I have loved seeing families’ bucket lists on Facebook! They make me wish that bucket lists were popular when my kids were little!
(Well, I guess we made our own Bucket List with our Summer School Goals—oh, my kids loved those!)
And I love having fun as a family…I mean, honestly, we were a FUN family. And we still go to Disney World as a family every five years!!! (Thanks to Plexus, we are moving that up to every three years!)
But for this post, I would like to propose a different bucket list than the traditional, fun, memory-making bucket list. It is the Summer Family Bucket List to Grow.
One of our favorite ways to stay close to our kids was always spending one-on-one time with them. Yes, we had seven children in fourteen years. Yes, we were busy. Yes, my husband worked long hours.
But just about nothing got in the way of staying close to our kids. It was that important. (And it still is today with our adult children ages seventeen to thirty-two!)
In my last blog post, I talked about how to determine which traditions to keep for everybody and which traditions will likely go by the wayside. These are obviously very personal decisions – and you will probably want to discuss these with your older children.
There are some other traditions that we have kept in part. These traditions are ones that we still do with our at-home kids, but we invite the olders to as well.
One of the things that was difficult for me in having college and adult kids with Christmas was not being able to continue all of the traditions that we had formally done. I mentioned earlier that through homeschooling, we actually spent a lot of time on Christmas. Our entire December was centered around Christmas readings, unit studies, Christmas baking and cooking, and more.
In a previous blog post, I discussed the importance of finding out those traditions that mean a lot to your college and adult kids so that they do not feel left out of the things you are doing in your home – especially the things that you used to do when they were little. In another post, I talked about the invitation versus obligation. (Read that here…that’s important!)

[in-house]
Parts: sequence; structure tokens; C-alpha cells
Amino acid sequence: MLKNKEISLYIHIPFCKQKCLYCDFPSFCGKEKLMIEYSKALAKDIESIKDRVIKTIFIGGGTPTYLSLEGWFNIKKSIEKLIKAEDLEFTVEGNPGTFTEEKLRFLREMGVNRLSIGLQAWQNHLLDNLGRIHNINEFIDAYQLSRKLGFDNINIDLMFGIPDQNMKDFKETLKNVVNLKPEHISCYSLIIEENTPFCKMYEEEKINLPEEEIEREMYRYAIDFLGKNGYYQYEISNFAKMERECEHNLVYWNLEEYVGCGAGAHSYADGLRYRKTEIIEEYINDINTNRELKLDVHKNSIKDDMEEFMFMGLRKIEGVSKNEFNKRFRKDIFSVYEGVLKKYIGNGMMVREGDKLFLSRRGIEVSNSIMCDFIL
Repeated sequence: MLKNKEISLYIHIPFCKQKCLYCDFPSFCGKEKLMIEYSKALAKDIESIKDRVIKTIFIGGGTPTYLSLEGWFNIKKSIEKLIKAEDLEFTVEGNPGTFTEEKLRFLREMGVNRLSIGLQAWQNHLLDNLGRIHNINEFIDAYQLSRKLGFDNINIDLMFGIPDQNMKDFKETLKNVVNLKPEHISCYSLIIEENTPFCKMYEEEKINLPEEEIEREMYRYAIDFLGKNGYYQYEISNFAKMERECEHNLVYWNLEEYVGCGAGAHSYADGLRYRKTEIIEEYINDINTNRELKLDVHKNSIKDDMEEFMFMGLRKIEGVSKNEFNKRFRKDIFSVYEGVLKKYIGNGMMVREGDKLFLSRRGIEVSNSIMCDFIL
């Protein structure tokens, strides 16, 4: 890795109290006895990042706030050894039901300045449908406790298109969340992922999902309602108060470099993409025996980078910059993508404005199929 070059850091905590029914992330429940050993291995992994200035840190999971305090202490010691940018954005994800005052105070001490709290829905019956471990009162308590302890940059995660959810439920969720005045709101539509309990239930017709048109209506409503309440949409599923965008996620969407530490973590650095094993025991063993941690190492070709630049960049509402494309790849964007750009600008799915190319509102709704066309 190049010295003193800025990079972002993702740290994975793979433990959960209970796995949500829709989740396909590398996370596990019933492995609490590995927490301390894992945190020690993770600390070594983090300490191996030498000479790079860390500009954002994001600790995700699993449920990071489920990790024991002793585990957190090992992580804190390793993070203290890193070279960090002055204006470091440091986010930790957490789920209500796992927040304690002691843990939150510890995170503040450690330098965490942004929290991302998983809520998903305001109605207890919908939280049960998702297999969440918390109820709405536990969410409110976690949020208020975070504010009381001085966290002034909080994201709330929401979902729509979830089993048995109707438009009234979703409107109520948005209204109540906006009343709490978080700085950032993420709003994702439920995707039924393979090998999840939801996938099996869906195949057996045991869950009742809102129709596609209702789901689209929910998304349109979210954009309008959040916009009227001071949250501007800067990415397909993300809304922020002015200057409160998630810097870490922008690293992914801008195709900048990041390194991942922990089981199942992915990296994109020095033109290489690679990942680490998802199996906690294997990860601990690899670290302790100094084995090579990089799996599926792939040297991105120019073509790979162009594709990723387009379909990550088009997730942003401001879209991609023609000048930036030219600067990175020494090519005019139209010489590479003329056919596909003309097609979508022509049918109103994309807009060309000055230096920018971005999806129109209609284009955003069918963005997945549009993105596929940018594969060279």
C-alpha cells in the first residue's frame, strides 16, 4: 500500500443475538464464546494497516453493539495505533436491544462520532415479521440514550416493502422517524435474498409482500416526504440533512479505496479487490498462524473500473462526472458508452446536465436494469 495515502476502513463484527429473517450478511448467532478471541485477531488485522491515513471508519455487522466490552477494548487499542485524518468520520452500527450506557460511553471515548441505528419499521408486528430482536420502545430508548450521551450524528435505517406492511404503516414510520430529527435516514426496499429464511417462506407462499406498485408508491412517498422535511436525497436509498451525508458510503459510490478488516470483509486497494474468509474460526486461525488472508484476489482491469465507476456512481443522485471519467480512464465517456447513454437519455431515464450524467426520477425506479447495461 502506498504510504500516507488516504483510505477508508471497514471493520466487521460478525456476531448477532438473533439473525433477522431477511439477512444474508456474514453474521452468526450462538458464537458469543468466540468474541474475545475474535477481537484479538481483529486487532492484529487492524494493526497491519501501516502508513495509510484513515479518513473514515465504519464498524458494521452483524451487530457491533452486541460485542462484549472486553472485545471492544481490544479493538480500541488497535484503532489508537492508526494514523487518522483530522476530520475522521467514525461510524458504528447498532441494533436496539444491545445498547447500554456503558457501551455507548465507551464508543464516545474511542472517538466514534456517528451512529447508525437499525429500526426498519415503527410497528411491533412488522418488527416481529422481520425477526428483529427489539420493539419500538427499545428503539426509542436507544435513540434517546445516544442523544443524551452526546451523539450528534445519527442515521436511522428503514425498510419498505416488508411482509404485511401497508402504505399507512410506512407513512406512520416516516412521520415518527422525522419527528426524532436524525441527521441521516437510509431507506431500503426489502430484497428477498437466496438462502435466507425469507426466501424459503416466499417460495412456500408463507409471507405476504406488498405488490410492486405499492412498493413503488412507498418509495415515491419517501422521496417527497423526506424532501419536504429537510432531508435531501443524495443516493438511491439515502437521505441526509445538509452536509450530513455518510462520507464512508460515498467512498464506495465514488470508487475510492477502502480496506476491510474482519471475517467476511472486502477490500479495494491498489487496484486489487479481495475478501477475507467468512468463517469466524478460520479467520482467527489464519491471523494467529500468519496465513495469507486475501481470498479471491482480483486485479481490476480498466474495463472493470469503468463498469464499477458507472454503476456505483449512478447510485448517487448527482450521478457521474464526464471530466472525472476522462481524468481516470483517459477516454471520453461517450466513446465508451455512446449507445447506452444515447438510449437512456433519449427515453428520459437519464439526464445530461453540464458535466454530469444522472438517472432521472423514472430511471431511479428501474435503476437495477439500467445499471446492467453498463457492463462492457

This post will focus on the latter. We try to continue many traditions with our high school kids and our college kids living at home, but at the same time, we don’t want to leave out the adult children who are away from home–or impose upon them either. This is a fine balance. Because of this, we recommend that you invite them to some of those things, but be sure that they do not see those things as obligations.
One of the ways that we make our Christmas Eve super special is through special gifts and games (besides the traditions from long ago of singing carols, reading Christmas stories, and having the sibling gift exchange). Our Christmas Eve is a full evening of food, fun, fellowship, worship, reflecting, reminiscing, and play!
In the past few years as our family has grown, we could no longer fit around the table for Uno, Kemps, or Pit, so Ray did some research on group games and discovered something called “Minute to Win It” (we have been without television for years…and only in the past few with Netflix and Hulu do we know what’s out there! LOL). Anyway, he found things online, our daughter found some things for him on Pinterest, and he was off with new Christmas Eve traditions—Minute to Win It games.